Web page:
Above: Elephant matriarch and her family in Amboseli National Park.

Published: The East African Nation media Oct 8, 2021

In a fascinating interactive play directed by 25-year-old Jazz Moll, founder of Youth Theatre Kenya, my attention like every other member of the audience, is on high alert. Presented in front of us in ‘court’ (the stage at Alliance Francaise in Nairobi) is Athena in chains, the matriarch of her elephant family in the Tsavo enclave. She is accused of murdering a little boy who was playing in field that his mother was working on.

On Trial. Athena the elephant matriarch in ‘court’. Picture Courtesy of Youth Theatre Kenya

The trial begins with the prosecutor. Seated on his side are the boy’s parents and a witness.

The prosecutor paints Athena as a mindless murderer, calling upon the three present, sympathizing with them, doing his best to sway the jury in their favour.

Athena’s defence lawyer does an even more admirable job of showing Athena as a parent who acted in self-defence. On the fateful day, her calf strayed to the edge of the farmer’s field and stopped. The matriarch appeared right behind him. In the few minutes that followed, the boy’s father, who was sharpening his bow and arrow, stood and ran towards the elephants with his arm raised to spear Athena. At this point Athena panics. She picks up the human child and tramples him.

Athena stands accused of murder.

In an emotionally-charged defence scene played by Michael Moses Njihia as the defence lawyer, his job is to defend an animal in court, challenging because in real life this does not happen. She is the voiceless.

On the other hand, the prosecuter Annan Aketch Koffi takes a strong stand point. The elephant is represented as nothing lesser than a human being as it is portrayed as an animal of high intelligence, one that is capable of making choices, of being tender and caring. The prosecutor believes Athena knew what she was doing when she killed the human calf.

In this theatrical production, the aim is to provoke the jury that is the audience, to question. At recession, the audience is invited to cast its vote online.

The Jury’s Verdict

On Trial. Athena the elephant matriarch with the prosecutor Annan Aketch Koffi in ‘court’. Picture Courtesy of Youth Theatre Kenya

The finale is the verdict – guilty, innocent or will she be charged with manslaughter?

It is a pre-meditated verdict, nothing to do with the present jury in-house.

Athena will die a slow painful death by poisoned arrow. Why not an instant death by bullet we wonder?

If she is charged with manslaughter, she will be removed from her herd and taken away to live a life in exile.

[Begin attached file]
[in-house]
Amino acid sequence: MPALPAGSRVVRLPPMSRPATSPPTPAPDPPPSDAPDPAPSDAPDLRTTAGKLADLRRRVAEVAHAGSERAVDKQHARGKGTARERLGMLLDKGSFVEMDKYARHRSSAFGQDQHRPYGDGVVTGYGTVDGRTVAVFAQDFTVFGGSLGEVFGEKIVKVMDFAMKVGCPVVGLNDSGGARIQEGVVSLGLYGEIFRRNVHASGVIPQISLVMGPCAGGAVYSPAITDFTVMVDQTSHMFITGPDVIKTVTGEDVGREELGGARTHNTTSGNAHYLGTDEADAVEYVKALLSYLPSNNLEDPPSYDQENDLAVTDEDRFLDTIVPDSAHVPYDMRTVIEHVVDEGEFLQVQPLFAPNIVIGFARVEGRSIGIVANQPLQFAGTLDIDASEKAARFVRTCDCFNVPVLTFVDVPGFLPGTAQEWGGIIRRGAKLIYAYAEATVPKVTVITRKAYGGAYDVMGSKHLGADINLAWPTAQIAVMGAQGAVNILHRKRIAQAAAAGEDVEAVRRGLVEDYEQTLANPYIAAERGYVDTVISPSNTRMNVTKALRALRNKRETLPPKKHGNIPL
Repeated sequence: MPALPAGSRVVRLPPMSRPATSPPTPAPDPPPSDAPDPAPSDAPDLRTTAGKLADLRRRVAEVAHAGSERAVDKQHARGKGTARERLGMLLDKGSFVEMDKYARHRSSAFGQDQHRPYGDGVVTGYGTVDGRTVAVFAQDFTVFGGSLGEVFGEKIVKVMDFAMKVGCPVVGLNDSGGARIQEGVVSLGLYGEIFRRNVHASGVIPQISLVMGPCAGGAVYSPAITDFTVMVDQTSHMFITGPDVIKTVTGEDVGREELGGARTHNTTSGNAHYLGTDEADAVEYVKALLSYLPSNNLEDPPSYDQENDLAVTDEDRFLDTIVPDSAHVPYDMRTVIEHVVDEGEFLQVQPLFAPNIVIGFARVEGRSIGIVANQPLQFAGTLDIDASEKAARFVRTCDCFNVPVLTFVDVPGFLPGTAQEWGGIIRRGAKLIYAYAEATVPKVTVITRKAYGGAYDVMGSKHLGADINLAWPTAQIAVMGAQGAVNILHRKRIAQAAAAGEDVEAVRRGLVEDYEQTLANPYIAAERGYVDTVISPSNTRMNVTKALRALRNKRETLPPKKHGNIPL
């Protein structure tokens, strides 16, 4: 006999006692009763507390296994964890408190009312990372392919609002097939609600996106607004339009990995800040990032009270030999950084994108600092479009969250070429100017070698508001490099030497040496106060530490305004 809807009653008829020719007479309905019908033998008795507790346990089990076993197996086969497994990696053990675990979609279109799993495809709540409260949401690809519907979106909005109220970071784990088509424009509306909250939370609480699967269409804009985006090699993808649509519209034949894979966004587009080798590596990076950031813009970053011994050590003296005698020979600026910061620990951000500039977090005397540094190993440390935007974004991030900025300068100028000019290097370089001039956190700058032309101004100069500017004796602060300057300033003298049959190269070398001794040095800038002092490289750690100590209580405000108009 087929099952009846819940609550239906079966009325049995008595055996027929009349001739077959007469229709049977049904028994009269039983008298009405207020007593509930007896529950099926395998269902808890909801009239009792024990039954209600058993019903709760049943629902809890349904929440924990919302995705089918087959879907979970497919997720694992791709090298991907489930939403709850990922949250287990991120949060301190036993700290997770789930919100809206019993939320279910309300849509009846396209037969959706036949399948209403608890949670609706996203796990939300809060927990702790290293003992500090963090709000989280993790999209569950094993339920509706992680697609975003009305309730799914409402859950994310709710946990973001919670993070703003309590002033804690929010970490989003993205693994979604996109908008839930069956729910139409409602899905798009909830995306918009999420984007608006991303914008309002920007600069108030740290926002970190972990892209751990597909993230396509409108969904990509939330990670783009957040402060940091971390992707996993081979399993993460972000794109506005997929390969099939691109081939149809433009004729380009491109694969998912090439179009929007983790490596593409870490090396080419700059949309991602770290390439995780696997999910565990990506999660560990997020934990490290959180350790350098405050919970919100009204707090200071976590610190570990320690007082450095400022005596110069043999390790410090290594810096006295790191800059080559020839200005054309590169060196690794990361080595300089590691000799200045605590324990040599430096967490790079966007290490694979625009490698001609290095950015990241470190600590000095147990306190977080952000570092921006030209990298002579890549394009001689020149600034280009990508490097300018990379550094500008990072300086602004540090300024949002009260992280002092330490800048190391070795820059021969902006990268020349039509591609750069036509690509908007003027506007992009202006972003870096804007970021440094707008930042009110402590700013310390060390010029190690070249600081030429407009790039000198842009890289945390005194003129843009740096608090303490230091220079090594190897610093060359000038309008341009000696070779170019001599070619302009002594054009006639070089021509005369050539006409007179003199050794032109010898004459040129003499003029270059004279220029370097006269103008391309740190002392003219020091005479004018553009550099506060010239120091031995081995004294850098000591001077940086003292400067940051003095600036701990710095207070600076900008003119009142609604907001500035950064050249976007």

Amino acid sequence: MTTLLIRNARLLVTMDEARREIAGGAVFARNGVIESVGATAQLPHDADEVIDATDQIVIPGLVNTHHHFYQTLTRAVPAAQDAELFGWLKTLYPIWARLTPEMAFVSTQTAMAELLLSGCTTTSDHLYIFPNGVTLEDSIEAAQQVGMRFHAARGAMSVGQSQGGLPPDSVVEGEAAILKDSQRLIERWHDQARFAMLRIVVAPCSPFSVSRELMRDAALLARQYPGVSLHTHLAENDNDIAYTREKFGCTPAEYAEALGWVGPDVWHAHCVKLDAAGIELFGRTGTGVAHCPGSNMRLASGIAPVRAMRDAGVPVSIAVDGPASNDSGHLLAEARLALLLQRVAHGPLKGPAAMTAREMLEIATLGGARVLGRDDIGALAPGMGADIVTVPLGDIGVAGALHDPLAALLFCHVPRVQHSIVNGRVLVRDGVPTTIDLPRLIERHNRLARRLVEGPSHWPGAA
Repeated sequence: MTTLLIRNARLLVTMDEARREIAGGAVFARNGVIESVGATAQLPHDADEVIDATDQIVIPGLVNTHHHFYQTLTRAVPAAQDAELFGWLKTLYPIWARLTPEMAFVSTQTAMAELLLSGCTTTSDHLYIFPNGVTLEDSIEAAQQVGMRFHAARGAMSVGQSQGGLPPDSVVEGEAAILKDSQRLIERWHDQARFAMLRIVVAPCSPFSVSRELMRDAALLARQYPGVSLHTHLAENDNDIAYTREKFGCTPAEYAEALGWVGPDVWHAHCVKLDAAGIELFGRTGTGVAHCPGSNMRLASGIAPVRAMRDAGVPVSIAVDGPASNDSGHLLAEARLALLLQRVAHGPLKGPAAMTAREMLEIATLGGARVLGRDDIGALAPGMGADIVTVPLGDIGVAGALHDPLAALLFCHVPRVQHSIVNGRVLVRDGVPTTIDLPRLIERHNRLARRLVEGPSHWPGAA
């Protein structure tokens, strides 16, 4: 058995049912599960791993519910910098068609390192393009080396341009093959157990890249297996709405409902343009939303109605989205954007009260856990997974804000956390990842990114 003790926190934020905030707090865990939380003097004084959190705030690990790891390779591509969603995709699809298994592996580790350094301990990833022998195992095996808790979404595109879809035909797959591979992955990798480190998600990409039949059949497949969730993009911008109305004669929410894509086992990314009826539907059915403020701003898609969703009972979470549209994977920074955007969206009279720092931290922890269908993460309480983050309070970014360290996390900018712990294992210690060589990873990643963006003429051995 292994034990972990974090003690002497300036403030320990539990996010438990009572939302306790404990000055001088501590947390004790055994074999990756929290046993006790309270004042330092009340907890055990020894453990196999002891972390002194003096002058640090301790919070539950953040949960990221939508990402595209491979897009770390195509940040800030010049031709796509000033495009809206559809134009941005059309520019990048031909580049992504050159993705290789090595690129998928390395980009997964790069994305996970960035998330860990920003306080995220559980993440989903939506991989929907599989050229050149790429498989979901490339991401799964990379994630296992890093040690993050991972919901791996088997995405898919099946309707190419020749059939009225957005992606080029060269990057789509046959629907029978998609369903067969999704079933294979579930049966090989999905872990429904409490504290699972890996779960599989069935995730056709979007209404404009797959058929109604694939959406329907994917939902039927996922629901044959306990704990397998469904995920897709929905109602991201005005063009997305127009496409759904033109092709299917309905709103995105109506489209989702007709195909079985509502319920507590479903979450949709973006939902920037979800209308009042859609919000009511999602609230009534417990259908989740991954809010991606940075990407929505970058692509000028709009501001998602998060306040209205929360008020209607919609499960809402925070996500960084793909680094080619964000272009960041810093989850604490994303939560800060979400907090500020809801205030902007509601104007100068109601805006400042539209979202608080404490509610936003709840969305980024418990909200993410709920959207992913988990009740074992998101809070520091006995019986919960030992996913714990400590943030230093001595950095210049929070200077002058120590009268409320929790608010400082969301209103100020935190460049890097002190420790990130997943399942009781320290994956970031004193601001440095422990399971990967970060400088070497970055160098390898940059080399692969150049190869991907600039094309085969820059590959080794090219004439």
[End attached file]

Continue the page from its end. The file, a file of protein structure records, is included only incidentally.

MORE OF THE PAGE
If she is innocent, she will be reunited with her family.

Or if found guilty it is death by a poisoned arrow, slow and painful.

The verdict is read to an emotionally charged audience.

 “We have to view our relationship with the natural world,” states Moll. “We think it will all be okay. But it’s not. 2050 is the tipping point for humanity if we don’t get real about climate change and global warming.” Scientists warn of 2050 as a tipping point if we don’t stabalize the climate. But the defence was strong, we counter. Yes but this is Kenya. The judge could have been bought.

Moll with Lizzie Jago (playwright of On Trial and Artistic Director of YTK), Ben James and Mimi Mutahi founded Youth Theatre Kenya in 2015 to create a platform for young Kenyan actors. A platform to act such issues as the human-wildlife dilemma that even heads of states are acknowledging as a serious threat to our wildlife and natural resources during the recent online webinar on African elephants, as they are pushed into smaller and smaller spaces.

Athena, the space she came from, Tsavo East National Park is edged on by Taru Desert, a waterless territory. The Tsavo enclave was set aside as a protected area for wildlife in the 1940s, deemed useless for human habitation. It was a scrubland where the tough acacia, commiphora and the world’s largest succulent, the baobab survived. It is here that elephants migrated over vast areas in century-old routes to fresh pasture and water, allowing for the land behind to regenerate. The hunter-gatherers lived off them and the land in balance.

Today, this space is increasingly being settled on with plantations such as avocado farms for export to the rich nations.  The human population in Kenya in 1940s was six million. Today, it’s close to sixty million.

Wildlife poaching is still an issue but looming larger is the human-wildlife conflict over space.

Tsavo is no longer that one big open space. It has a raised railway blocking the elephants to cross except if they tunnel themselves through the openings left open, ostensibly for them.

 “These are real scenes that are played out every day,” says Moll.

This interactive play with the audience as the jury and one that is pre-meditated is an excellent production show casing the talent of young Kenyan actors challenged to portray today’s unfolding crisis in the African landscape.  It forces the audience to ponder, to seek solutions instead of merely being bystanders.